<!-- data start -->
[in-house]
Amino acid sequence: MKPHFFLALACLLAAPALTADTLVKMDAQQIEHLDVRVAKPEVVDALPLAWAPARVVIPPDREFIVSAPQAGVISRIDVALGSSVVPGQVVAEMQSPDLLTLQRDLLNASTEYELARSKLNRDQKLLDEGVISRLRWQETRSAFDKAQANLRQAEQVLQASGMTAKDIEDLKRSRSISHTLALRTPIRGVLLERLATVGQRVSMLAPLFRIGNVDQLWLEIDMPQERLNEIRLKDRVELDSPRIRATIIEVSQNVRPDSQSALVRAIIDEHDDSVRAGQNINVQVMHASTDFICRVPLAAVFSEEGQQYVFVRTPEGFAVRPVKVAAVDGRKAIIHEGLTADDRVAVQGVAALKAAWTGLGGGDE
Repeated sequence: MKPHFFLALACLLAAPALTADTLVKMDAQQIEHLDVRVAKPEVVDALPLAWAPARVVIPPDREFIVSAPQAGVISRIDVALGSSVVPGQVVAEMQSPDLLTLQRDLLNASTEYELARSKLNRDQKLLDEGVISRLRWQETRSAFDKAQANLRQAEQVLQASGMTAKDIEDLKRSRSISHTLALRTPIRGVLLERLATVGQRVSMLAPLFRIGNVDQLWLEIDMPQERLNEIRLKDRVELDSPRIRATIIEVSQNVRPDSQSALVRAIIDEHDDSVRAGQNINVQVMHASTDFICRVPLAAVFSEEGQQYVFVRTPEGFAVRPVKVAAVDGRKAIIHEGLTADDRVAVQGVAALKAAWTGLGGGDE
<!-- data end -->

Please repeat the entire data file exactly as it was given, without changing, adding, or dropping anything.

[in-house]
Amino acid sequence: MKPHFFLALACLLAAPALTADTLVKMDAQQIEHLDVRVAKPEVVDALPLAWAPARVVIPPDREFIVSAPQAGVISRIDVALGSSVVPGQVVAEMQSPDLLTLQRDLLNASTEYELARSKLNRDQKLLDEGVISRLRWQETRSAFDKAQANLRQAEQVLQASGMTAKDIEDLKRSRSISHTLALRTPIRGVLLERLATVGQRVSMLAPLFRIGNVDQLWLEIDMPQERLNEIRLKDRVELDSPRIRATIIEVSQNVRPDSQSALVRAIIDEHDDSVRAGQNINVQVMHASTDFICRVPLAAVFSEEGQQYVFVRTPEGFAVRPVKVAAVDGRKAIIHEGLTADDRVAVQGVAALKAAWTGLGGGDE
Repeated sequence: MKPHFFLALACLLAAPALTADTLVKMDAQQIEHLDVRVAKPEVVDALPLAWAPARVVIPPDREFIVSAPQAGVISRIDVALGSSVVPGQVVAEMQSPDLLTLQRDLLNASTEYELARSKLNRDQKLLDEGVISRLRWQETRSAFDKAQANLRQAEQVLQASGMTAKDIEDLKRSRSISHTLALRTPIRGVLLERLATVGQRVSMLAPLFRIGNVDQLWLEIDMPQERLNEIRLKDRVELDSPRIRATIIEVSQNVRPDSQSALVRAIIDEHDDSVRAGQNINVQVMHASTDFICRVPLAAVFSEEGQQYVFVRTPEGFAVRPVKVAAVDGRKAIIHEGLTADDRVAVQGVAALKAAWTGLGGGDE